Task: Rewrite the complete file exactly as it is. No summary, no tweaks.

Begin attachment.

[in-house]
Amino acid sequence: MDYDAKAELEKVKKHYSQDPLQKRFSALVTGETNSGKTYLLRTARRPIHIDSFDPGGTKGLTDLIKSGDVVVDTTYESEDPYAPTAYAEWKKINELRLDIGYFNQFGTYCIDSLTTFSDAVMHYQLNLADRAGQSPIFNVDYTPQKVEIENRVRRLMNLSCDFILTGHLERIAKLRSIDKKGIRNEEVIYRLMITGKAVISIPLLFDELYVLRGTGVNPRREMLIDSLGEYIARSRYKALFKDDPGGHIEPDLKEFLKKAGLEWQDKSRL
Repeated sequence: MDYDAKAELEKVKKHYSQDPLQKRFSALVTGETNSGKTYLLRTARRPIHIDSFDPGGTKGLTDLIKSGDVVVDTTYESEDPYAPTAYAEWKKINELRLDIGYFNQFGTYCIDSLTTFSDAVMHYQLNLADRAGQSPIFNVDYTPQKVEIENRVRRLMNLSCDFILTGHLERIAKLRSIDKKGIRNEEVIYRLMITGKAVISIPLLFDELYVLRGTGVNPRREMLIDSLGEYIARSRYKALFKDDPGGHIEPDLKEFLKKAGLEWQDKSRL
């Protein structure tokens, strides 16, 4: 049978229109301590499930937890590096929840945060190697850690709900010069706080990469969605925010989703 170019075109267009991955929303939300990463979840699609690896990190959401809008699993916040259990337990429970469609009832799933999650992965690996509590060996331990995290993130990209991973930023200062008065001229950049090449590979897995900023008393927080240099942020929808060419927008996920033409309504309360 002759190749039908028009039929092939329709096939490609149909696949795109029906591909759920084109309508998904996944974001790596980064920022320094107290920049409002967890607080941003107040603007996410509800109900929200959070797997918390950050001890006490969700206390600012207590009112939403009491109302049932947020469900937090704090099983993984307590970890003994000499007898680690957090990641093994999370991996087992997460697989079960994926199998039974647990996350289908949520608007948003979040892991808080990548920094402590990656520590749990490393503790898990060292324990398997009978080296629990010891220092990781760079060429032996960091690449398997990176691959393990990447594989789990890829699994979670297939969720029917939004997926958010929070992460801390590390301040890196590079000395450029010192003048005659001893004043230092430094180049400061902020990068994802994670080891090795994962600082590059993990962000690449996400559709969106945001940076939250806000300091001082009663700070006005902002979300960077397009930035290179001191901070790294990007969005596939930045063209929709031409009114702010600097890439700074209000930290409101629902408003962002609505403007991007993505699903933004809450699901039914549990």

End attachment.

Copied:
[in-house]
Amino acid sequence: MDYDAKAELEKVKKHYSQDPLQKRFSALVTGETNSGKTYLLRTARRPIHIDSFDPGGTKGLTDLIKSGDVVVDTTYESEDPYAPTAYAEWKKINELRLDIGYFNQFGTYCIDSLTTFSDAVMHYQLNLADRAGQSPIFNVDYTPQKVEIENRVRRLMNLSCDFILTGHLERIAKLRSIDKKGIRNEEVIYRLMITGKAVISIPLLFDELYVLRGTGVNPRREMLIDSLGEYIARSRYKALFKDDPGGHIEPDLKEFLKKAGLEWQDKSRL
Repeated sequence: MDYDAKAELEKVKKHYSQDPLQKRFSALVTGETNSGKTYLLRTARRPIHIDSFDPGGTKGLTDLIKSGDVVVDTTYESEDPYAPTAYAEWKKINELRLDIGYFNQFGTYCIDSLTTFSDAVMHYQLNLADRAGQSPIFNVDYTPQKVEIENRVRRLMNLSCDFILTGHLERIAKLRSIDKKGIRNEEVIYRLMITGKAVISIPLLFDELYVLRGTGVNPRREMLIDSLGEYIARSRYKALFKDDPGGHIEPDLKEFLKKAGLEWQDKSRL
């Protein structure tokens, strides 16, 4: 049978229109301590499930937890590096929840945060190697850690709900010069706080990469969605925010989703 170019075109267009991955929303939300990463979840699609690896990190959401809008699993916040259990337990429970469609009832799933999650992965690996509590060996331990995290993130990209991973930023200062008065001229950049090449590979897995900023008393927080240099942020929808060419927008996920033409309504309360 002759190749039908028009039929092939329709096939490609149909696949795109029906591909759920084109309508998904996944974001790596980064920022320094107290920049409002967890607080941003107040603007996410509800109900929200959070797997918390950050001890006490969700206390600012207590009112939403009491109302049932947020469900937090704090099983993984307590970890003994000499007898680690957090990641093994999370991996087992997460697989079960994926199998039974647990996350289908949520608007948003979040892991808080990548920094402590990656520590749990490393503790898990060292324990398997009978080296629990010891220092990781760079060429032996960091690449398997990176691959393990990447594989789990890829699994979670297939969720029917939004997926958010929070992460801390590390301040890196590079000395450029010192003048005659001893004043230092430094180049400061902020990068994802994670080891090795994962600082590059993990962000690449996400559709969106945001940076939250806000300091001082009663700070006005902002979300960077397009930035290179001191901070790294990007969005596939930045063209929709031409009114702010600097890439700074209000930290409101629902408003962002609505403007991007993505699903933004809450699901039914549990």